When It Was Over

When did you realize the Steve Spurrier era was over at South Carolina? I’m not talking about the general speculation that has followed the HBC since he stepped on campus almost 11 years ago. I mean that moment when you said, “OK, this is definitely it for Steve Spurrier at South Carolina, he’s hanging it up.”

Maybe it was after last season’s 7-6 finish. Maybe it was after his “enemies” rant late this summer. If you were like us, you came to the realization after the Kentucky game. Or maybe you hung on to see if we could spring that oh-so-common upset of Georgia.

Then again, maybe you still aren’t quite there yet. Maybe you’re hanging on to those glorious back-to-back-to-back 11-win seasons and you feel like all we need is a tweak or two to get back on track.

If you’re in that last group, then I submit to you a quote from Steve Spurrier’s call-in show from last night, courtesy of The State’s Matt Connolly.

I cannot find the words to properly express how baffling, frustrating, and embarrassing these revelations are. First of all, wrap your heads around the thought that a major college football team, led by one of the greatest offensive minds in the history of the game, against the two-time defending SEC East Champions, ran all of TWO running plays for an entire game. And it’s not as it they were working, these two brilliant running plays didn’t work at all. We finished with 112 yards rushing (3.3 ypc) and 60 of those yards came on Lorenzo Nunez runs that were mostly not designed running plays.

Second, I’m not big on the thought that teams are spending a lot of resources on trying to steal signals or plays. If they are, then they are taking resources away from the things that actually win a game. However, when your playbook can fit on half of one side of a cocktail napkin, you make it really easy for the other side to figure out what you’re doing. If Missouri was picking up our signals, then good for them. I honestly don’t think it was part of their game plan, they just happened to see a $20 bill lying on the sidewalk and they picked it up.

Finally, I was listening to a radio show, “Chuck and Chernoff”, driving home in Atlanta yesterday. Chuck Oliver is an excellent college football guy, and has followed the path of Steve Spurrier for many years. Here’s what he had to say:

Chuck and Chernoff on Spurrier

Oliver nails it here. There seemed to be so much fire and passion behind the “enemies” rant, and now Spurrier just sounds sad. I don’t think he’s necessarily lost his passion, I just don’t think he knows what to do. Practically everyone on our schedule has more talent and better coaching than us, and he knows it.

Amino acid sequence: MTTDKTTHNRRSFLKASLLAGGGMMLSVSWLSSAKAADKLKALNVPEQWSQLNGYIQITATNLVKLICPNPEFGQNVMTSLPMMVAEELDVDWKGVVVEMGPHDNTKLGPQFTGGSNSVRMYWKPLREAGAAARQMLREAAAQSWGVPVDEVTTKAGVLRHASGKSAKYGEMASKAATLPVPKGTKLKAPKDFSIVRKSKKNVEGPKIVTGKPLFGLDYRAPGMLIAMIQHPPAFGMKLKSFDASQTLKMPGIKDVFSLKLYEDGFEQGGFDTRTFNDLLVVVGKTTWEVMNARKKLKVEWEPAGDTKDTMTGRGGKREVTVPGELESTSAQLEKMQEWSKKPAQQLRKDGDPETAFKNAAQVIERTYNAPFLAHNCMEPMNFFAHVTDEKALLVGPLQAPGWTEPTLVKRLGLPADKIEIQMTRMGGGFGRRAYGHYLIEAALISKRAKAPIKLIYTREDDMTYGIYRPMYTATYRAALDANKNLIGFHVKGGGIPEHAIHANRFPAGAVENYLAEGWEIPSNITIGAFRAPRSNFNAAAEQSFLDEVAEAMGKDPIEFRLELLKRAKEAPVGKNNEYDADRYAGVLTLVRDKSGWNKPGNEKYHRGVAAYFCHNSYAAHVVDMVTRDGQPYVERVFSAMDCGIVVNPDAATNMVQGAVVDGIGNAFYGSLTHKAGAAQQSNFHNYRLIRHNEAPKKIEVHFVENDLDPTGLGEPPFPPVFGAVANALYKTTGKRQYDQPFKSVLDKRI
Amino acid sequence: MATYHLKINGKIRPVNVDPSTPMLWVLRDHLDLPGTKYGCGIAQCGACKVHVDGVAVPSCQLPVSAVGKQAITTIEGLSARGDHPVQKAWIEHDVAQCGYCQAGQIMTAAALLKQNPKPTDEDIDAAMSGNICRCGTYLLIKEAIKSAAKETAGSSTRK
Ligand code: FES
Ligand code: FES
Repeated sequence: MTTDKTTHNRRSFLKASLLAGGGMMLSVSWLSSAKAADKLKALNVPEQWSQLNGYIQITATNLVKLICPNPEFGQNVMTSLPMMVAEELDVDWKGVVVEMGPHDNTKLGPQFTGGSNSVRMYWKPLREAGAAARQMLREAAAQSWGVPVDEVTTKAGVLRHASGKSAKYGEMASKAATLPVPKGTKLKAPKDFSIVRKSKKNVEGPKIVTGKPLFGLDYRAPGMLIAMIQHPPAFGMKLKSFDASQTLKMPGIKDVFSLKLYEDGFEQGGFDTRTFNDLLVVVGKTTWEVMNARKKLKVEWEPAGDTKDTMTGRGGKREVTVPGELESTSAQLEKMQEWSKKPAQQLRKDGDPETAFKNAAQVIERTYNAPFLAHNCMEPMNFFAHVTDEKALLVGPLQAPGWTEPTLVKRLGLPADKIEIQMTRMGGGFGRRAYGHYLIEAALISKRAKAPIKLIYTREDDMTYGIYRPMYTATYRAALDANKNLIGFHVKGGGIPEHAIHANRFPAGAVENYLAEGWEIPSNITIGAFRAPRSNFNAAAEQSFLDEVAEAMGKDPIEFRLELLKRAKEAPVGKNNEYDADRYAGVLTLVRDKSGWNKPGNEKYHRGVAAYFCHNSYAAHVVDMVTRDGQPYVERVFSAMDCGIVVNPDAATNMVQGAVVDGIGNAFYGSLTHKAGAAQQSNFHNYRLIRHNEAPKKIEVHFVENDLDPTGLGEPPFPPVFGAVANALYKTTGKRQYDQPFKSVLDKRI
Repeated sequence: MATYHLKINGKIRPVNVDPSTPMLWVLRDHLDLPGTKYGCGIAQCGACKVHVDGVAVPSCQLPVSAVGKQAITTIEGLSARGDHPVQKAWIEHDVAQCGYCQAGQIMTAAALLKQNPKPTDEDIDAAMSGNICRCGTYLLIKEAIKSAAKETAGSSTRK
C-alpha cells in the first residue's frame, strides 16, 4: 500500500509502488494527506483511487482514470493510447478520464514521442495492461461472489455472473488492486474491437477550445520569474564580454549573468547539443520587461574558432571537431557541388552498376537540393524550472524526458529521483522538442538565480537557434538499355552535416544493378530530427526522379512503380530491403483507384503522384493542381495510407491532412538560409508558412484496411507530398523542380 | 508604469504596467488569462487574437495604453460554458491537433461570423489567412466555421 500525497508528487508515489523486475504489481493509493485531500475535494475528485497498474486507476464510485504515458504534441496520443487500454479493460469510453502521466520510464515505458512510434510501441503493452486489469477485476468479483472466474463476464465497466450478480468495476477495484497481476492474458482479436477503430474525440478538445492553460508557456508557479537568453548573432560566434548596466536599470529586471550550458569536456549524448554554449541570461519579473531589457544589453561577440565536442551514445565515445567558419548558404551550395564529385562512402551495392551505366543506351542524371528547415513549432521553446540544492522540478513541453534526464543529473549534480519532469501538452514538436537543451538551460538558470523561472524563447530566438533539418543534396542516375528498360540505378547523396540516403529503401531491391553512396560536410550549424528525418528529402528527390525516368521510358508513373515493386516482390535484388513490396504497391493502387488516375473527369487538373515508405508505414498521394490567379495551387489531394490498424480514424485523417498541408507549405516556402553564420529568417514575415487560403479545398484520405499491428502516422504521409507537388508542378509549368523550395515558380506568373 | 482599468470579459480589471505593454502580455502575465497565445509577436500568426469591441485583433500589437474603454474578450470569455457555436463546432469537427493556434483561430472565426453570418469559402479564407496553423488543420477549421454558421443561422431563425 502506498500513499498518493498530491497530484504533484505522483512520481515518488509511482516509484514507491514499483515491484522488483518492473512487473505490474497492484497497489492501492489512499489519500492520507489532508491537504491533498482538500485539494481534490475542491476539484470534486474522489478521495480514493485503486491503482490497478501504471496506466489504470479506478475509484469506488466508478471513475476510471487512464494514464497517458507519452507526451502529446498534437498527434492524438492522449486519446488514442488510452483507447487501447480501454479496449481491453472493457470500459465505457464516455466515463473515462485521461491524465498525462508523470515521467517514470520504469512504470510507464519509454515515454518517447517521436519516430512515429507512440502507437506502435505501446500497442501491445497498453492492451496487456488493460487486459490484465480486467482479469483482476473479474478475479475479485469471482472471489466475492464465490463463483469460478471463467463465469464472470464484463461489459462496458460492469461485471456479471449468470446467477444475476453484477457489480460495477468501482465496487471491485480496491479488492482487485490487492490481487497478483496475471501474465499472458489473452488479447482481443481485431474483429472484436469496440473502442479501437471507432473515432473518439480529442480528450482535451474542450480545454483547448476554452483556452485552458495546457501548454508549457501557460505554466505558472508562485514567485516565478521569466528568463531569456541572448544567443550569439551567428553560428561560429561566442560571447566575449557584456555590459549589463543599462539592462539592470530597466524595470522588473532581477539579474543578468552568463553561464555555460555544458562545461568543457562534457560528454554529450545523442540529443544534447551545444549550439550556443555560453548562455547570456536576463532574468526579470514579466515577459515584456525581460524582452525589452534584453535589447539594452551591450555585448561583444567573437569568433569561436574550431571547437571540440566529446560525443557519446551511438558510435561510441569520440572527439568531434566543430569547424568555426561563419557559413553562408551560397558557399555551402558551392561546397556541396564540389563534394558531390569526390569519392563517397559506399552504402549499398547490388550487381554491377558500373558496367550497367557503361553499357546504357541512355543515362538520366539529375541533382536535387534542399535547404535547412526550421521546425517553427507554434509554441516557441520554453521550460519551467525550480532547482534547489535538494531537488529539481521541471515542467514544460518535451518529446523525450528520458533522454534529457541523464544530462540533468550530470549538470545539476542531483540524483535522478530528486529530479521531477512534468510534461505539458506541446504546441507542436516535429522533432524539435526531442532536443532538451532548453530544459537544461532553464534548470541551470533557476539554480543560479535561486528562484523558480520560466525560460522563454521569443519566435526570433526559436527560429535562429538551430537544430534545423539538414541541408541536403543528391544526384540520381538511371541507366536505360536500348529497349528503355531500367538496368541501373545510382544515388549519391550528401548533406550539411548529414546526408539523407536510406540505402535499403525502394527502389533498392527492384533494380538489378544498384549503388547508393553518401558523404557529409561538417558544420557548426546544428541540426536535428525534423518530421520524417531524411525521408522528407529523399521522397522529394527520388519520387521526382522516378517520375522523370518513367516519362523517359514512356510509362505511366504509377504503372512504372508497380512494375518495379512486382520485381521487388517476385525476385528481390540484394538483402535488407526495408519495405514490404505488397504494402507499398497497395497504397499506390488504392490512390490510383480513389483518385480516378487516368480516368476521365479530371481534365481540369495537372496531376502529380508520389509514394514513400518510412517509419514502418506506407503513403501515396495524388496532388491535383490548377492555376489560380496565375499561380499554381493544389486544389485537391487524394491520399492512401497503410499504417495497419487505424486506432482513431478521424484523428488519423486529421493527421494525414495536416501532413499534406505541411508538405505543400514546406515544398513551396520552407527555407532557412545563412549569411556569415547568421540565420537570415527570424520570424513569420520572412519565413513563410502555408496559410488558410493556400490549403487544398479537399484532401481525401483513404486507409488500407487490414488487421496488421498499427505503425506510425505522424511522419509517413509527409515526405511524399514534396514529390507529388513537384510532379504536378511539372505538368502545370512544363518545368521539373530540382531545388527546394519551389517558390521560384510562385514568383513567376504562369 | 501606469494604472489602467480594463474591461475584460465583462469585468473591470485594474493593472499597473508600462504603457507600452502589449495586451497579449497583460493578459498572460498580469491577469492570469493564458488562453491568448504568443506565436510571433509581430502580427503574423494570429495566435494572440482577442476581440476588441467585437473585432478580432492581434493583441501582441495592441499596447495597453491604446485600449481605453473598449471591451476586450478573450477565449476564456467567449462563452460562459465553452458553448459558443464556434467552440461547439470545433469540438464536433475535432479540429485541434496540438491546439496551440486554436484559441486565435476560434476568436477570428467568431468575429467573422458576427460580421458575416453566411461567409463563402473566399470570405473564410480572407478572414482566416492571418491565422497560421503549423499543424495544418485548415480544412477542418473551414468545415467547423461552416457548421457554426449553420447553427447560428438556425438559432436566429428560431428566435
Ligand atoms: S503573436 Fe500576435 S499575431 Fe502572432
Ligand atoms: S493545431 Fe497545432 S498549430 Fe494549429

As the evidence continues to mount week after week, there is no question it’s almost over for Steve Spurrier at South Carolina. He hasn’t quit on us yet, but based on what we’ve heard the last week, he’s in the process.

11 thoughts on “When It Was Over

  1. When he made the comment that he doesn’t despise Clemson the way our fans do.

    That did it for me.

    I can understand him feeling that way but why say it? GTFO of here.

  2. I listened to the call-in show Thursday night and the HBC sounded tired, without answers, and lifeless. The comments about Clemson and their great season this year bothered me as well as basically sounding like LSU is going to beat us but “heck we’ll go down there and try.”

    The more I read of Houston’s Tom Herman, the more I think he might be our guy.

    1. Yes, the fan base is the problem. All of this pressure we put on him to put a team on the field that doesn’t suck.

    2. USC81, the university pays the man FOUR MILLION BUCKS a year and you think it’s OK for him to phone it in?

  3. You are right. Team does suck and that is not the fault of the fan base. Let’s face it though, Carolina has sucked for about 2/3rds of its 122 years of football. Spurrier however has consistently succeeded where no other coach, through about 100 years, has. Therefore, if you have a coach who represents our school well, who the rest of college football considers a legend, and has not had a losing season in the last 10 years – you may want to hang onto him.

    1. Two things here – first, just because we’ve been bad for most of our history doesn’t mean we should just accept it and set our expectations based on that. Spurrier is a victim of his own success in this regard in that he has set new expectations and the last two seasons has not been able to live up to them. Second, he has done great things for South Carolina football, and we have acknowledged that fact innumerable times on this blog. We have been singing his praises for five years. Unfortunately he’s now in the process of running the program into a ditch, and that should be unacceptable to South Carolina fans. It’s sad and unfortunate, but it’s time for him to go.

  4. Well, he is gone. So it is a moot point now.
    However, hanging onto Spurrier was doing just what you advocate above – not being satisfied with being sub par. We had a great coach, and he still is. He is not a victim of his success, he is a victim of our unjustified expectation of continued success in the toughest conference in college football. You call me defeatist, I say I am pragmatic. He deserved better from us.
    I suspect that we will now go back to hiring the flavor of the month, then calling for his head every 4 or 5 years – as we did for decades – with similar results. I hope I am wrong.

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